Stopping BitTorrent distro of SP2...wrong? I don't think so.

Stopping BitTorrent distro of SP2...wrong? I don't think so.

  • Comments 17

John Dvorak is apparently of the opinion that it was “wrong on so many levels” for Microsoft to tell file-swapper sites to stop distributing XP SP2 via BitTorrent. I heartily disagree. Microsoft is already battling a perception that our software is not secure. SP2 is designed to help address this perception, by substantially increasing the security of the OS, which will hopefully gradually improve the perception (can’t change perceptions overnight, at least from bad to good). While it’s incredibly important to get security right technically, perception is also very important. Why the emphasis on perception? Because all it would take to create a perception that XP SP2 is a problem, rather than a solution, would be for one person to have a bad experience with it after getting it from a third party. It wouldn’t matter if the third-party site was not officially sanctioned or not. If such an incident became publicized, it would erode users’ trust in SP2 by creating a perception that it can’t be trusted.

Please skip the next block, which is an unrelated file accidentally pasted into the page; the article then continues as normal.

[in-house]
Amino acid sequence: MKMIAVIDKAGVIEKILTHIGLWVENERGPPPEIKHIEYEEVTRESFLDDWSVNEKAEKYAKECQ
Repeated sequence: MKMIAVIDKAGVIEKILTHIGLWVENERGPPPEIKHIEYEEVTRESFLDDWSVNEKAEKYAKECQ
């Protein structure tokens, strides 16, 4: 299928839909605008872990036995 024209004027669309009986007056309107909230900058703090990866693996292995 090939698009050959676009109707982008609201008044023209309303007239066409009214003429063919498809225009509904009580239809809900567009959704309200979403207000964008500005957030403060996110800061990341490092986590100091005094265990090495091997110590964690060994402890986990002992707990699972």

By requiring that these sites stop distributing SP2, users can be sure that they’re obtaining the service pack through an official channel, and this reduces the risk that they will run into problems. It’s pretty easy for Dvorak to sit back and criticize when he doesn’t have to deal with the consequences of making the wrong choice. I understand the enthusiasm of both the file-swappers and Dvorak in looking for at this as a potentially compelling demonstration of the technology, but I think the downside risks with allowing this to continue were pretty substantial.


  • Sorry for the delay in unmoderating all of your comments. I was out of the office this week with limited internet access...

    "What's wrong with distributing the file through P2P if the correct integrity measures are in place? Or are you saying the integrity of the package is not checked?"

    IMO, the problem is lack of control. Again, any measures that could be put in place for integrity checking have the potential to be beyond the capabilities of some of our users to use reliably. I can't even imagine trying to talk my father through checking an MD5 hash. But I also know that he's sometimes likely to try new things he hears about, and downloading via BitTorrent or something like that might be one of them.

    This is not about whether P2P is or isn't a good idea. It's about someone attempting to decide for Microsoft how SP2 will be distributed, which has the potential to impact our customers. Regardless of how enthusiastic you may be about P2P and its potential to make distribution easier, I would hope that you could also see the downsides, and understand why Microsoft chose not to take those risks.
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